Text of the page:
New York, the 11th of the original 13 states, ratified the Constitution 26 July 1788.
(Fr: t. 1,130; l. 145’5”; b. 38’1”; dr. 11’9”; cpl. 340; a. 26 18 pdr., 10 9–pdr.)
The second New York, a 36-gun frigate, was built by public subscription by the citizens of New York for the United States Government; laid down in August 1798 by Peck and Carpenter, New York City; launched 24 April 1800; and commissioned in October 1800, Captain Richard V. Morris in command.
One of the group of five frigates built by the States for the Federal Government to supplement the original six provided for by the Act of 17 March 1794, New York entered the Navy when the “quasi-war” with France was being fought in the Atlantic and Caribbean where French warships preyed on American commerce. Departing New York 22 October 1800, the ship sailed for the Caribbean, convoying brig Amazon and her cargo to Martinique and then sailing to St. Kitts, arriving 6 December to meet frigate President there and receive orders. Putting to sea the next day, New York cruised the waters near Guadaloupe on patrol protecting U.S. merchant ships until forced to return to St. Kitts 31 December by a bad outbreak of fever among her crew. The frigate remained in the West Indies port, putting the forty sickest men ashore and recruiting others to replace them until sailing in mid-January 1801 to resume station on watchful patrol against those French ships, both naval vessels and privateers, which had been attacking Yankee merchant ships trading with the British West Indies.
With the ratification of the Pinckney Treaty with France 3 February, she was ordered to return home 23 March and arrived at New York in late April, remaining there until sailing to Washington in mid-May. New York was placed in ordinary at Washington Navy Yard as part of the reserve naval force provided for in the Peace Establishment Act of 1801. The frigate’s day to day patrolling performed an invaluable service to the nation, not only protecting American commerce, but also helping to establish the United States Navy as a force to be reckoned with. As part of the infant Navy, New York had, as President John Adams told Congress of the Navy’s actions, “raised us in our own esteem; and effected to the extent of our expectations, the objects for which it was created.”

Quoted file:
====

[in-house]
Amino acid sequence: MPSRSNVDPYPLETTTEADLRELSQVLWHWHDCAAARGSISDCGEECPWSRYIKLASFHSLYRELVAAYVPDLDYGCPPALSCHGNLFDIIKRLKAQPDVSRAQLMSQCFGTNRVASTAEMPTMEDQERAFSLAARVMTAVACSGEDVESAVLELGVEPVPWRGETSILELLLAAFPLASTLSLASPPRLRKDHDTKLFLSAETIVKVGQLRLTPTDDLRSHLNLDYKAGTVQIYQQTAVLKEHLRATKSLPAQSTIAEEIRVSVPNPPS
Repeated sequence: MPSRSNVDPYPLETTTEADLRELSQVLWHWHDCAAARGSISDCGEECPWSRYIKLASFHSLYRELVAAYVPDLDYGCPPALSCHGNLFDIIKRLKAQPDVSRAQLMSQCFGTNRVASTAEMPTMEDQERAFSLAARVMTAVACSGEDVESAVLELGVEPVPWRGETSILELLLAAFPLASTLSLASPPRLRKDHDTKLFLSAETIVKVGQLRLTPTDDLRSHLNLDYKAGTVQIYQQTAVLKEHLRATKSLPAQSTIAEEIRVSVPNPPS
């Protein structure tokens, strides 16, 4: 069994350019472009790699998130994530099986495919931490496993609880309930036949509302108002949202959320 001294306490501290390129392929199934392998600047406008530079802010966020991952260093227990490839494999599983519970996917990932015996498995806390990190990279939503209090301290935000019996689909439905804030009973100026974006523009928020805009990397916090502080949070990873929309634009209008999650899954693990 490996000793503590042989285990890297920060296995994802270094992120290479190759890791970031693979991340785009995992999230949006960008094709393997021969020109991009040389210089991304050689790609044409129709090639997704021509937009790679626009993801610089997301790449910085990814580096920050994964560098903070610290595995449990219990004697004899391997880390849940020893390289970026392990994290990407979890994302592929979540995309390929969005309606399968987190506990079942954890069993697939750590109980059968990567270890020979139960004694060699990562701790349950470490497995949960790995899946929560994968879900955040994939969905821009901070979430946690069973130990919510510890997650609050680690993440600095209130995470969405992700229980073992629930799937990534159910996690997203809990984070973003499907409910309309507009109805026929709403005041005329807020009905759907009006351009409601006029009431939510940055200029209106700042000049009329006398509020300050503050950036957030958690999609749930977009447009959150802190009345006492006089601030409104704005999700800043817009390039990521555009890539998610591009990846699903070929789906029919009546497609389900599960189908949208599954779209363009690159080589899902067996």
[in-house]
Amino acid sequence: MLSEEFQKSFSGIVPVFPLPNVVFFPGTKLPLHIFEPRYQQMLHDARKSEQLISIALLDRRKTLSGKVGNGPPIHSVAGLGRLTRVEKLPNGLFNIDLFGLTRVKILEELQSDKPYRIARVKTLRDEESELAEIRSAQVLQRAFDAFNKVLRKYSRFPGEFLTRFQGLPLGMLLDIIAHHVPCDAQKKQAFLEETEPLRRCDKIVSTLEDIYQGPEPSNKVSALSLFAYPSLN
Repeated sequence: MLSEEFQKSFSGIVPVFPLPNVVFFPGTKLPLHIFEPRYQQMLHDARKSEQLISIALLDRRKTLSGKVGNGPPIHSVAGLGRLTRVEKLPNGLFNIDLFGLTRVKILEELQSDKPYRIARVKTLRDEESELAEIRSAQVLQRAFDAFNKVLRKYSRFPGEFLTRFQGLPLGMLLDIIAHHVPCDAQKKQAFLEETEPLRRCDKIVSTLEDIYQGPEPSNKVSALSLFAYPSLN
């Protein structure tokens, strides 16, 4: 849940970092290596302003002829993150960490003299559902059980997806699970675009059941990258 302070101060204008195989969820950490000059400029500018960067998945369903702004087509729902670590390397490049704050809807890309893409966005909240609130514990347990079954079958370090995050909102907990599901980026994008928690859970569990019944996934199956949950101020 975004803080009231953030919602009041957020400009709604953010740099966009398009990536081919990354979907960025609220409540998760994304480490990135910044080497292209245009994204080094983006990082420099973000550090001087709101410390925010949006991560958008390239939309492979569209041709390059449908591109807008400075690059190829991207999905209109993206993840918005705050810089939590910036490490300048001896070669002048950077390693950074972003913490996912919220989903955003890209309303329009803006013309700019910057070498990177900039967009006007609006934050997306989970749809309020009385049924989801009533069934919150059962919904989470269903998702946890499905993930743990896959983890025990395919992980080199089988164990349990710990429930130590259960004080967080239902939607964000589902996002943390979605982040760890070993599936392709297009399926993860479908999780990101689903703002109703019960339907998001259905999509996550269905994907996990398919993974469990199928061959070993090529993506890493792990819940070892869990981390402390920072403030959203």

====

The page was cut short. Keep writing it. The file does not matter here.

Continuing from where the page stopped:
The frigate recommissioned 14 August 1802, Captain James Barron in command, to meet another crisis facing the young United States. The small Moorish kingdoms on the Barbary Coast of North Africa were attacking American ships s, killing and imprisoning crewmen and stealing cargo, while demanding high monetary tribute as their price for ending these piratical acts. In response to this challenge, the U.S. sent a naval squadron to the Mediterranean in May 1801 to protect the nation’s interests, and on 14 November 1802, New York sailed from Washington Navy Yard to reinforce that squadron. Arriving Gibraltar 6 April 1803, she met the squadron there and became its flagship when Commodore Richard Morris, her first captain, broke his broad pennant from the frigate’s yardarm.
The squadron sailed 11 April for Tripoli to confront the Bashaw with a strong show of American force. En route 25 April, a powder explosion on board New York killed four men and damaged the ship, forcing the squadron to put into Malta 1 to 19 May while she effected repairs. Arriving off Tripoli on the 22nd, the squadron remained there attempting negotiations with the Bashaw. Following two brief engagements, 22 and 27 May in which the American ships’ overwhelming fire drove off attacking Tripolitan gunboats, the talks seemed to bear fruit. On 9 June, a tentative treaty was agreed to on the condition that the U.S. ships would immediately leave the harbor. Commodore Morris, following these terms, sailed in New York the next day, leaving the rest of the squadron on guard off the coast to follow later, little realizing that the treacherous Bashaw would resume his piratical activities as soon as the American presence was gone.
Sailing to Malta 14 June, New York received the 17-gun salute of Vice Admiral Horatio Nelson and the British Fleet at Valetta. The frigate remained there replenishing and allowing her crew to see the sights of the island until sailing for Gibraltar 8 July by way of Naples and Malaga and arriving 14 September. There she met Commodore Edward Preble and his squadron, sent to relieve Commodore Morris. On the day of her arrival, Captain John Rodgers came aboard to relieve Commodore Morris of command of New York and following one month in port, the warship sailed for home. Stopping at Tunis for supplies 4 November, she returned to Washington Navy Yard 9 December 1803 and was immediately placed in ordinary.
There New York remained for the next eleven years. The frigate was burned by the British in the capture of Washington, D.C. 24 August 1814.
(SL: t. 2,663; l. 197’1”; b. 53’; dr. 22’)
New York, a 74-gun ship of the line, was authorized 29 April 1816 and laid down in March 1820 at Norfolk Navy Yard, Norfolk, Va. She was never launched and was burnt on the stocks at Norfolk 21 April 1861 by Union forces to prevent her capture by Confederate troops.